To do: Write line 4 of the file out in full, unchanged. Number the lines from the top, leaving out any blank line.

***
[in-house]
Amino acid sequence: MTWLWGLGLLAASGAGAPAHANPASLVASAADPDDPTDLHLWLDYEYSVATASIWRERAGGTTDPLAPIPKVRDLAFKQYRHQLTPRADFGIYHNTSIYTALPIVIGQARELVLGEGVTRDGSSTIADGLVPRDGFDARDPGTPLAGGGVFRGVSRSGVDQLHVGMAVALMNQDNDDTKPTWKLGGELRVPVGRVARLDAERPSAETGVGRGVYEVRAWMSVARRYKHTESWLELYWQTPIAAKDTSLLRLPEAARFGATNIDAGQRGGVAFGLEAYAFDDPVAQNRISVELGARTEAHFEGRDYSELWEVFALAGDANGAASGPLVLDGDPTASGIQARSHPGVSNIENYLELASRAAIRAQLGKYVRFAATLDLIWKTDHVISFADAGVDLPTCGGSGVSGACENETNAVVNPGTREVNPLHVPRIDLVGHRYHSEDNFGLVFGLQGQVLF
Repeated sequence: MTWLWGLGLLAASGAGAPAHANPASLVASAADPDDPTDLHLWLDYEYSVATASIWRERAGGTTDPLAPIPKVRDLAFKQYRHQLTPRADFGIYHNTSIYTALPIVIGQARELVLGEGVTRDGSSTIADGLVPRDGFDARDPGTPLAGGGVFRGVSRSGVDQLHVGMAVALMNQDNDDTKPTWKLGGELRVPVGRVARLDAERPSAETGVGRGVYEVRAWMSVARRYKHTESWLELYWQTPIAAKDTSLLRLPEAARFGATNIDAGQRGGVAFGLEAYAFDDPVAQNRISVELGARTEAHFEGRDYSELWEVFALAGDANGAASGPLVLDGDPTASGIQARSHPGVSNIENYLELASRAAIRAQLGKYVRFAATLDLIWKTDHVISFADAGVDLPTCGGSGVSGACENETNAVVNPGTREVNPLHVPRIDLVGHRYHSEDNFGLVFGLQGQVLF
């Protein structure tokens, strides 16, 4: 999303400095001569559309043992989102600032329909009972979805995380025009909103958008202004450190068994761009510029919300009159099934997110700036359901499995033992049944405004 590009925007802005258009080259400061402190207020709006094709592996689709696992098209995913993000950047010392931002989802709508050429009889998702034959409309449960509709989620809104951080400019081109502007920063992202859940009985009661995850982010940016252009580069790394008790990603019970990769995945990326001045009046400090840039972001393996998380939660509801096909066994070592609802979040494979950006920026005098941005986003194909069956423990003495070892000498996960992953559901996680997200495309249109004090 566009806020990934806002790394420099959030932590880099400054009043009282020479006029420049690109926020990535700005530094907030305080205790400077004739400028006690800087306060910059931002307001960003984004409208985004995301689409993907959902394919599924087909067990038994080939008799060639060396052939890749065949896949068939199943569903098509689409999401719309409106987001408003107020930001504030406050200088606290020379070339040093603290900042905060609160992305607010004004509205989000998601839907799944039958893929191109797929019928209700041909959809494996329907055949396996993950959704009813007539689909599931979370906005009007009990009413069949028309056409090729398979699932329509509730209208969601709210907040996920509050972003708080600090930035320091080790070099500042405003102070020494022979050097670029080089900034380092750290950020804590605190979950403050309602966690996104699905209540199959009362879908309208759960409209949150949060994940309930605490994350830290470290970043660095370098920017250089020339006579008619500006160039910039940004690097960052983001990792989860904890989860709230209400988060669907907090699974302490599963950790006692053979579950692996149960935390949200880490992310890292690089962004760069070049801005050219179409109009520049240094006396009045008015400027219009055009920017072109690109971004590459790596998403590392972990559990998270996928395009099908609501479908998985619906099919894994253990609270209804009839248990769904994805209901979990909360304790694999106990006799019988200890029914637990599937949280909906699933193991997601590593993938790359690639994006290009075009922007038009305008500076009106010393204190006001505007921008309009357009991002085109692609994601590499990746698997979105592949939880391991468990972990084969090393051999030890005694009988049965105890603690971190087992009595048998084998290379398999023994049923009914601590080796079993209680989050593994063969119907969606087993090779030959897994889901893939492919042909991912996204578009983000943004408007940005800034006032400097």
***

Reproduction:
């Protein structure tokens, strides 16, 4: 999303400095001569559309043992989102600032329909009972979805995380025009909103958008202004450190068994761009510029919300009159099934997110700036359901499995033992049944405004 590009925007802005258009080259400061402190207020709006094709592996689709696992098209995913993000950047010392931002989802709508050429009889998702034959409309449960509709989620809104951080400019081109502007920063992202859940009985009661995850982010940016252009580069790394008790990603019970990769995945990326001045009046400090840039972001393996998380939660509801096909066994070592609802979040494979950006920026005098941005986003194909069956423990003495070892000498996960992953559901996680997200495309249109004090 566009806020990934806002790394420099959030932590880099400054009043009282020479006029420049690109926020990535700005530094907030305080205790400077004739400028006690800087306060910059931002307001960003984004409208985004995301689409993907959902394919599924087909067990038994080939008799060639060396052939890749065949896949068939199943569903098509689409999401719309409106987001408003107020930001504030406050200088606290020379070339040093603290900042905060609160992305607010004004509205989000998601839907799944039958893929191109797929019928209700041909959809494996329907055949396996993950959704009813007539689909599931979370906005009007009990009413069949028309056409090729398979699932329509509730209208969601709210907040996920509050972003708080600090930035320091080790070099500042405003102070020494022979050097670029080089900034380092750290950020804590605190979950403050309602966690996104699905209540199959009362879908309208759960409209949150949060994940309930605490994350830290470290970043660095370098920017250089020339006579008619500006160039910039940004690097960052983001990792989860904890989860709230209400988060669907907090699974302490599963950790006692053979579950692996149960935390949200880490992310890292690089962004760069070049801005050219179409109009520049240094006396009045008015400027219009055009920017072109690109971004590459790596998403590392972990559990998270996928395009099908609501479908998985619906099919894994253990609270209804009839248990769904994805209901979990909360304790694999106990006799019988200890029914637990599937949280909906699933193991997601590593993938790359690639994006290009075009922007038009305008500076009106010393204190006001505007921008309009357009991002085109692609994601590499990746698997979105592949939880391991468990972990084969090393051999030890005694009988049965105890603690971190087992009595048998084998290379398999023994049923009914601590080796079993209680989050593994063969119907969606087993090779030959897994889901893939492919042909991912996204578009983000943004408007940005800034006032400097």